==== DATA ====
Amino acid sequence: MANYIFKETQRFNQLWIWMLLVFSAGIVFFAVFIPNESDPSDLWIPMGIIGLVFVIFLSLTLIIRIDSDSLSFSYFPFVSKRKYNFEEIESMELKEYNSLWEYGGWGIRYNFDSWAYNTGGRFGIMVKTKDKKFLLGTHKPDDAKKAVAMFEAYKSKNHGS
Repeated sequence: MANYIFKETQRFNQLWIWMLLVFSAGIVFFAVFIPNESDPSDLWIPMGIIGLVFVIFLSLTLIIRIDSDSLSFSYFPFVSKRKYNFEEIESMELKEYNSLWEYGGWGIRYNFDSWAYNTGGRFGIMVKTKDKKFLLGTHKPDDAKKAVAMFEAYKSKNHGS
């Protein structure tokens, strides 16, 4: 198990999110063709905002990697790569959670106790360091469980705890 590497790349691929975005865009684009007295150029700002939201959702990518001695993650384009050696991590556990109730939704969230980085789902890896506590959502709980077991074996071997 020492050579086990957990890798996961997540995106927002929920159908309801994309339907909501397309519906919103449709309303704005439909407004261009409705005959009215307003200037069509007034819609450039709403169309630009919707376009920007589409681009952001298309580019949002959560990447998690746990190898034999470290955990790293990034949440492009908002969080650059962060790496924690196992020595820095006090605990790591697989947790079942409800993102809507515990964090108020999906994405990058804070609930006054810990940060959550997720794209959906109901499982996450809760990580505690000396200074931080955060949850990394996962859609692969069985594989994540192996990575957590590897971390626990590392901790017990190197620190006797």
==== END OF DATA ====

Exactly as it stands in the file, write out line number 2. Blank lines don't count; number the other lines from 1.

Repeated sequence: MANYIFKETQRFNQLWIWMLLVFSAGIVFFAVFIPNESDPSDLWIPMGIIGLVFVIFLSLTLIIRIDSDSLSFSYFPFVSKRKYNFEEIESMELKEYNSLWEYGGWGIRYNFDSWAYNTGGRFGIMVKTKDKKFLLGTHKPDDAKKAVAMFEAYKSKNHGS